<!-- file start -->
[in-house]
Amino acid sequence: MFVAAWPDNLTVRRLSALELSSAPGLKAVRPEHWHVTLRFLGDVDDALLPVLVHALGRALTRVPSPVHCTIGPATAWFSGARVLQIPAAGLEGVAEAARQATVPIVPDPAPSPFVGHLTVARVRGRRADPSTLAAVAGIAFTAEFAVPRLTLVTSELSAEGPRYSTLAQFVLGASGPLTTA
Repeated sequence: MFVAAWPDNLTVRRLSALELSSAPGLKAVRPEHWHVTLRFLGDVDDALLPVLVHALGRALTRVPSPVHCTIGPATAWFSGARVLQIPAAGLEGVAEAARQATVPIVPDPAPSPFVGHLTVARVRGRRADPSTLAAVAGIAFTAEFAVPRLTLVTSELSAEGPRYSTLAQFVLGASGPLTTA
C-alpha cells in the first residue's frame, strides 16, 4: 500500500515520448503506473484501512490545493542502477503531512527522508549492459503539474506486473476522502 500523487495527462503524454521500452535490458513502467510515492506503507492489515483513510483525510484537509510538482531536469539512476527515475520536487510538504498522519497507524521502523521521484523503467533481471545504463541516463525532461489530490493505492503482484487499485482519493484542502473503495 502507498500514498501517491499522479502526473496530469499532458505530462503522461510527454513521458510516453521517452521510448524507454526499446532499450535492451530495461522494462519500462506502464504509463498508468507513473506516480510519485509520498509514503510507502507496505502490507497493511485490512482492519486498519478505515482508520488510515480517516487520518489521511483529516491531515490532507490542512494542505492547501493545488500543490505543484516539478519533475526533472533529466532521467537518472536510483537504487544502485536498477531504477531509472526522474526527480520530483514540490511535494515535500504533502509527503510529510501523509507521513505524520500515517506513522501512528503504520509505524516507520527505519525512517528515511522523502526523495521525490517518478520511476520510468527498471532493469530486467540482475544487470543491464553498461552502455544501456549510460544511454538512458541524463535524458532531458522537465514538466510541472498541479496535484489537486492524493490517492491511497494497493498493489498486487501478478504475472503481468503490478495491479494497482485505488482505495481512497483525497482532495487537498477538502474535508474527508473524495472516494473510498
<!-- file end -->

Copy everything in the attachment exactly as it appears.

[in-house]
Amino acid sequence: MFVAAWPDNLTVRRLSALELSSAPGLKAVRPEHWHVTLRFLGDVDDALLPVLVHALGRALTRVPSPVHCTIGPATAWFSGARVLQIPAAGLEGVAEAARQATVPIVPDPAPSPFVGHLTVARVRGRRADPSTLAAVAGIAFTAEFAVPRLTLVTSELSAEGPRYSTLAQFVLGASGPLTTA
Repeated sequence: MFVAAWPDNLTVRRLSALELSSAPGLKAVRPEHWHVTLRFLGDVDDALLPVLVHALGRALTRVPSPVHCTIGPATAWFSGARVLQIPAAGLEGVAEAARQATVPIVPDPAPSPFVGHLTVARVRGRRADPSTLAAVAGIAFTAEFAVPRLTLVTSELSAEGPRYSTLAQFVLGASGPLTTA
C-alpha cells in the first residue's frame, strides 16, 4: 500500500515520448503506473484501512490545493542502477503531512527522508549492459503539474506486473476522502 500523487495527462503524454521500452535490458513502467510515492506503507492489515483513510483525510484537509510538482531536469539512476527515475520536487510538504498522519497507524521502523521521484523503467533481471545504463541516463525532461489530490493505492503482484487499485482519493484542502473503495 502507498500514498501517491499522479502526473496530469499532458505530462503522461510527454513521458510516453521517452521510448524507454526499446532499450535492451530495461522494462519500462506502464504509463498508468507513473506516480510519485509520498509514503510507502507496505502490507497493511485490512482492519486498519478505515482508520488510515480517516487520518489521511483529516491531515490532507490542512494542505492547501493545488500543490505543484516539478519533475526533472533529466532521467537518472536510483537504487544502485536498477531504477531509472526522474526527480520530483514540490511535494515535500504533502509527503510529510501523509507521513505524520500515517506513522501512528503504520509505524516507520527505519525512517528515511522523502526523495521525490517518478520511476520510468527498471532493469530486467540482475544487470543491464553498461552502455544501456549510460544511454538512458541524463535524458532531458522537465514538466510541472498541479496535484489537486492524493490517492491511497494497493498493489498486487501478478504475472503481468503490478495491479494497482485505488482505495481512497483525497482532495487537498477538502474535508474527508473524495472516494473510498